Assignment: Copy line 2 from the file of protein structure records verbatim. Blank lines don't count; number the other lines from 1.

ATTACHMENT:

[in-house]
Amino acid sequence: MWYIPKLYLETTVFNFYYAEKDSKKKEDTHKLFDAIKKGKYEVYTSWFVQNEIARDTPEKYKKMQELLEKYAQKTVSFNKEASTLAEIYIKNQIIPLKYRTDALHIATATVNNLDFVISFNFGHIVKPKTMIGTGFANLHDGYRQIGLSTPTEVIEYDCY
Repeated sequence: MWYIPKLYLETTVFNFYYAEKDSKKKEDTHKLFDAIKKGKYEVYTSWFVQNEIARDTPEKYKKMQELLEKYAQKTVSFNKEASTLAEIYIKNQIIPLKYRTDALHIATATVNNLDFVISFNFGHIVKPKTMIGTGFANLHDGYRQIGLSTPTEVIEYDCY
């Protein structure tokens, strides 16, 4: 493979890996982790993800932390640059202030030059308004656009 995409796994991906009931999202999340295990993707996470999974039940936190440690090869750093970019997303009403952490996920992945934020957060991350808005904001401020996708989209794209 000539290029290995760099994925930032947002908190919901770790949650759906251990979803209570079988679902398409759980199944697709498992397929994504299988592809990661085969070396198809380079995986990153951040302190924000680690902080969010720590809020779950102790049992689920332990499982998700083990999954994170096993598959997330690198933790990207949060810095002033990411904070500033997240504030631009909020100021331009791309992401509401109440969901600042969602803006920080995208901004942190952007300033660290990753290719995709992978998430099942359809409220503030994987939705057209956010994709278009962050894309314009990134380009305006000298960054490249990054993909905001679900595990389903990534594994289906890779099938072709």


Amino acid sequence: MWYIPKLYLETTVFNFYYAEKDSKKKEDTHKLFDAIKKGKYEVYTSWFVQNEIARDTPEKYKKMQELLEKYAQKTVSFNKEASTLAEIYIKNQIIPLKYRTDALHIATATVNNLDFVISFNFGHIVKPKTMIGTGFANLHDGYRQIGLSTPTEVIEYDCY